Thousands gathered in Soweto’s enormous stadium for a lively memorial service celebrating Nelson Mandela’s life yesterday but much of the news focused on the behaviour of the attendees rather than on Madiba’s legacy.
The memorial event was overshadowed by the crowd’s hostile reaction to South African president Jacob Zuma, a historic handshake between US and Cuban leaders and shameless selfies as western leaders hogged the limelight. In a surreal turn of events, it emerged that the man interpreting the proceedings live on television for deaf viewers was a hoax.
Here are some reports and analysis on the significance of the day and the high jinks in the audience. Read more
Nelson Mandela a few days after being released from jail in 1990 (TREVOR SAMSON/AFP/Getty Images)
As the world mourns for Nelson Mandela, tributes have poured in from the many people around the world who encountered South Africa’s beloved anti-apartheid hero. Here are some personal encounters and memories of South Africa’s first black president. Read more
The “exclusive” footage by SABC, South Africa’s state broadcaster, was rich in content as the country’s top leaders chuckled to the background of clicking and flashing cameras.
There was President Jacob Zuma, his shirt undone at the neck, looking relaxed and carefree. His deputy in the ruling African National Congress, Cyril Ramaphosa, appeared equally jovial and casual.
But there was one major problem – the centrepiece of the clip, Nelson Mandela, looked anything but happy. Rather, the revered former liberation leader and South Africa’s first black president stared vacantly into the distance, frail and apparently unaware of the commotion around him.
The result was the unseemly spectacle of a bunch of politicians parading themselves around an old man lauded as a national treasure, causing a storm of outrage to erupt on social media.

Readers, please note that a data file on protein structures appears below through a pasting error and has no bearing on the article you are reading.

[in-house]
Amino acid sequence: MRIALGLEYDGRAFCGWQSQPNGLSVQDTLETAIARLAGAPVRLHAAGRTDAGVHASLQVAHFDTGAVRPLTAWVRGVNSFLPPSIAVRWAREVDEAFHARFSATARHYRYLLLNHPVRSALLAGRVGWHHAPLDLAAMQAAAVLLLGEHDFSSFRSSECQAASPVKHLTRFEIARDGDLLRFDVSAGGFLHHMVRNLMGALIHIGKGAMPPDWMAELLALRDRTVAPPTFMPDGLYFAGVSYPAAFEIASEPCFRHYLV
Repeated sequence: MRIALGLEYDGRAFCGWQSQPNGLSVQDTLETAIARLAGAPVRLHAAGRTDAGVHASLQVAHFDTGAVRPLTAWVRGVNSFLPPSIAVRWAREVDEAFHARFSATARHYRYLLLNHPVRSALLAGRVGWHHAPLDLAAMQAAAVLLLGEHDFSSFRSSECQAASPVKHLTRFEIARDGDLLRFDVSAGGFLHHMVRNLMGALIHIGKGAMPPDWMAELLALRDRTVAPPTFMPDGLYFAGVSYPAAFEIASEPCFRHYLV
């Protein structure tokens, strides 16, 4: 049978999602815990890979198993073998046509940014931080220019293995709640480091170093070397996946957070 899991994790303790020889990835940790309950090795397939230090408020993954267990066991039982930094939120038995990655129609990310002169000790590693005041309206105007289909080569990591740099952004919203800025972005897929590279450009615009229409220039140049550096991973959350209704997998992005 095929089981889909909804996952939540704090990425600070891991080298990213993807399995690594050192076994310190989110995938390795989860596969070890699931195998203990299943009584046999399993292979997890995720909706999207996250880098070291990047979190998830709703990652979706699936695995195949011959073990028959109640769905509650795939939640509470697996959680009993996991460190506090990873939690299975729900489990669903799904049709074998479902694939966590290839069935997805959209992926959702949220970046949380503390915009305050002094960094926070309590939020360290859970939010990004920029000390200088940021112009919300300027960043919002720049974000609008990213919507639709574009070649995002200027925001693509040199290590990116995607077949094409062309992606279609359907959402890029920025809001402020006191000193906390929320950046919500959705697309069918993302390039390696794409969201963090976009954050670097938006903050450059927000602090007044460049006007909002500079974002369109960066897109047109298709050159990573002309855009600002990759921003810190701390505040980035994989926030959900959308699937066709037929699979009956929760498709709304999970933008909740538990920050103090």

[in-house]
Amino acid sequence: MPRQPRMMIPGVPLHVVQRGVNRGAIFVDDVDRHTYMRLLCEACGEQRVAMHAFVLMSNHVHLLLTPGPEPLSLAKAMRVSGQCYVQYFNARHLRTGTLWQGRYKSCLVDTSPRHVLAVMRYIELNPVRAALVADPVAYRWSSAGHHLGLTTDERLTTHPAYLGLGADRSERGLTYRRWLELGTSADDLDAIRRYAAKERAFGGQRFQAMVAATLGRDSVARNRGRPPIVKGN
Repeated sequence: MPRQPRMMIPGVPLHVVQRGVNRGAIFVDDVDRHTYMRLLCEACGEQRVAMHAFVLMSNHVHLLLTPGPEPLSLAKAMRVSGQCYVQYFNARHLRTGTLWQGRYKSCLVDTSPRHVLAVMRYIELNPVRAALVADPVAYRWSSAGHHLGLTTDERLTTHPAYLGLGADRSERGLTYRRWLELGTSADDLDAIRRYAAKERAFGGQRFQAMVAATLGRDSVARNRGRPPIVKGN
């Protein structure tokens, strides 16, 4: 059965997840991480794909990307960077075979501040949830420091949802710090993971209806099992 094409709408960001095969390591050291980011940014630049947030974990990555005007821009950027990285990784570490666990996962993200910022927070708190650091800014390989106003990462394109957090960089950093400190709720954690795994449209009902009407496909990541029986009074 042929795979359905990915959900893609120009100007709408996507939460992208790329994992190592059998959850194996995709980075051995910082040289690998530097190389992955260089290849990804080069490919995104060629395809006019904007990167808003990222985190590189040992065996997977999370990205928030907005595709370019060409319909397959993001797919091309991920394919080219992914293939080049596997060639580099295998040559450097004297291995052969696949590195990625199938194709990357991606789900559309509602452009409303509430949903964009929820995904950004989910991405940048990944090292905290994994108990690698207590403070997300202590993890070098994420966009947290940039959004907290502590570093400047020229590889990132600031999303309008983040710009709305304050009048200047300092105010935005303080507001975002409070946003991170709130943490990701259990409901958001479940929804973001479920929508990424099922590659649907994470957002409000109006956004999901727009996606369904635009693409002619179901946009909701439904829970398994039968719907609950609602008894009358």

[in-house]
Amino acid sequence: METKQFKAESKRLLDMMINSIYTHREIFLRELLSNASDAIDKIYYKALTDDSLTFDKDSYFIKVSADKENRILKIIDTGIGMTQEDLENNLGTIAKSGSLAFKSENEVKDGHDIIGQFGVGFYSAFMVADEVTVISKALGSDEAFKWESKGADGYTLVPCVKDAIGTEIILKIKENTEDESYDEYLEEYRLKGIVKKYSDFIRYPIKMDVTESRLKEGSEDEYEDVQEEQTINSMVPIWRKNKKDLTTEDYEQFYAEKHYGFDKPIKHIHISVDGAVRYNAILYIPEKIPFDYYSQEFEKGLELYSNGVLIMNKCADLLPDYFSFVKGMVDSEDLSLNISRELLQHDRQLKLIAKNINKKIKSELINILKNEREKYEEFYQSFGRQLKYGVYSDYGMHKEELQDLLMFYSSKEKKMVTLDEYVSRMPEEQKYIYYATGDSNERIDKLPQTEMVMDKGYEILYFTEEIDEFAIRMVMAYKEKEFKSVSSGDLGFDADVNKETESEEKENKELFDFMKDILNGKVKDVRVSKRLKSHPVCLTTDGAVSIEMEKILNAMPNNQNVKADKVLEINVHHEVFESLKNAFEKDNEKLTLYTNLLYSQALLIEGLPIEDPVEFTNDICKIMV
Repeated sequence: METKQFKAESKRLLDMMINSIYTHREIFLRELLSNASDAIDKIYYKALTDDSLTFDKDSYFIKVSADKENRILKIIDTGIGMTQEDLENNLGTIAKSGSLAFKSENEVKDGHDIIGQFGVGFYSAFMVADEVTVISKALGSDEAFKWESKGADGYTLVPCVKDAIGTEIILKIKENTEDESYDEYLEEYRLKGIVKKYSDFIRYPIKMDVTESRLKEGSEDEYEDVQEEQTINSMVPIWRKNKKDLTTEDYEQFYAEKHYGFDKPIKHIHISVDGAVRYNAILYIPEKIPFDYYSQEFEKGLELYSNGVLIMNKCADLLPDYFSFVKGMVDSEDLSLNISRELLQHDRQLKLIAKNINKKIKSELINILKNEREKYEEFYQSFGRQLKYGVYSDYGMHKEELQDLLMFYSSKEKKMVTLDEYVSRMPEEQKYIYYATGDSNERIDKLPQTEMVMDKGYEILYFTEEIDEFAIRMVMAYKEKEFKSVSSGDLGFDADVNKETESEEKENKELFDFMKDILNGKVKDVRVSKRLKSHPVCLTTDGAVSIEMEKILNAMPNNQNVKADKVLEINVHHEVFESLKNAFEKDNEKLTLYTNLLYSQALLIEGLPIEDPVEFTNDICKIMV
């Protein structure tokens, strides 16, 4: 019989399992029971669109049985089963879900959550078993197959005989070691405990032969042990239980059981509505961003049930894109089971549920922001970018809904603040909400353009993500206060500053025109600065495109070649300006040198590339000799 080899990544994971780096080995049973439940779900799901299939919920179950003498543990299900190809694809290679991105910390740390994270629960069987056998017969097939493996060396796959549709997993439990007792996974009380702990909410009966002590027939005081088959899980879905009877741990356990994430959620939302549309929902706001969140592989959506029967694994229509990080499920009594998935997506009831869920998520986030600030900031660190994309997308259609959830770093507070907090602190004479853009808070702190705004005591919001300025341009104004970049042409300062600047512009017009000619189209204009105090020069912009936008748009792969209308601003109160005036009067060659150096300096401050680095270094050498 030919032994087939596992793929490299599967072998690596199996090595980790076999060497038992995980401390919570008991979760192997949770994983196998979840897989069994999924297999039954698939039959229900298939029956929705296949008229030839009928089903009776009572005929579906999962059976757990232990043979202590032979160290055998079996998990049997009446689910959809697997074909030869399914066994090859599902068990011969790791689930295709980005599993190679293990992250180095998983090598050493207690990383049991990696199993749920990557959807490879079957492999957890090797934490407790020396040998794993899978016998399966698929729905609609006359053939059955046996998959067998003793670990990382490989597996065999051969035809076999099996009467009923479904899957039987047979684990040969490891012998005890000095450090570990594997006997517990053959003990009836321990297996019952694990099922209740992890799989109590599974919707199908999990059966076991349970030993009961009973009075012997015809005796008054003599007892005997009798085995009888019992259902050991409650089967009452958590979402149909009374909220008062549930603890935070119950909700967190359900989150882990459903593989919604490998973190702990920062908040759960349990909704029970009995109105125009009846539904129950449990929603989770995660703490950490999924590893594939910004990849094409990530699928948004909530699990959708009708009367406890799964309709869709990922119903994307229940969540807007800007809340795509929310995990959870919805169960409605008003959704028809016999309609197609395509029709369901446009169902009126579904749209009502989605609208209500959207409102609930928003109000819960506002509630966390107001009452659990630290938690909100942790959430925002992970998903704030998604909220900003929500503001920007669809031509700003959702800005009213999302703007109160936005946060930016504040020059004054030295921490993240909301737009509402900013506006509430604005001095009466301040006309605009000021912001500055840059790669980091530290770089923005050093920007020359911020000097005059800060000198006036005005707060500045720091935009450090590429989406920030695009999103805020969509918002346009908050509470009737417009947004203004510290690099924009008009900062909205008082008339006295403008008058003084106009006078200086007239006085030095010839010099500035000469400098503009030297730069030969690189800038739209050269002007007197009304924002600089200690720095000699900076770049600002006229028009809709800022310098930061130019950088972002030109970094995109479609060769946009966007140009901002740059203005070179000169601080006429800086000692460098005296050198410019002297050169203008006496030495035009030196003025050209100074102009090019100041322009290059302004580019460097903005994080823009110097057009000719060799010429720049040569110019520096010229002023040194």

Richard Dowden explains why the next pope should be African. “The Catholic Church in Europe used to be… part of the warp and weft of society. And if it wanted to become so again, it should send for an African Pope.”
In Deputatskoye, residents are rooting around in the snow in the hope of digging up fragments of the meteor that exploded over the Siberian town to sell. The excitement over the value of pieces of meteors has even brought visitors to the town, “men who refused to answer questions but offered stacks of rubles worth hundreds, then thousands, of dollars for the fragments.”
Ursula Lindsey portrays the breakdown of law and order in Cairo, where activists “dream of more revolution, of the same giant peaceful crowds and sudden, improbable change of two years ago. But all they seem ready to offer is ‘awareness-raising’; the poor are well aware of their predicament, and the Islamists will be distributing food and gas canisters.”
America’s shale oil boom is now so big it is visible from space— night-time satellite images show North Dakota’s Bakken shale shining almost as brightly as Chicago. They highlight how development has outpaced investment in infrastructure that manages the unwanted associated gas released alongside oil production.
When Saudi religious police closed an educational exhibit of plaster dinosaurs, a Twitter hashtag #Dammam-Hayaa-Closes-Dinosaur-Show soon started generating theories about the reason for closure — an indication that the vigilantes might be heading the same way as the dinosaurs.
Police surround fallen miners near the Marikana platinum mine on August 16 (AFP/GettyImages)
by Ruona Agbroko
Mining has always been a dangerous business. But the tragedy that unfolded last month in Marikana, South Africa, threw a new and harsh light on the lives of those who spend their days toiling in the dark. On August 16, 34 workers were killed and 78 were wounded when police opened fire during clashes over pay at a platinum mine in Marikana, South Africa. The violence evoked painful memories of state brutality during the apartheid era, and prompted a debate around how much progress the country has made in tackling inequality. As South Africa produces about 80 per cent of the world’s platinum supply, the unrest continues to spook global commodities markets, pushing up platinum prices and dragging gold futures up too. Three weeks after the killings, crisis resolution talks have restarted, but will they succeed? And what will be the long term legacy of Marikana? Read more
Gideon became chief foreign affairs columnist for the Financial Times in July 2006. He joined the FT after a 15-year career at The Economist, which included spells as a foreign correspondent in Brussels, Washington and Bangkok. He also edited The Economist’s business and Asia sections.
His particular interests include American foreign policy, the European Union and globalisation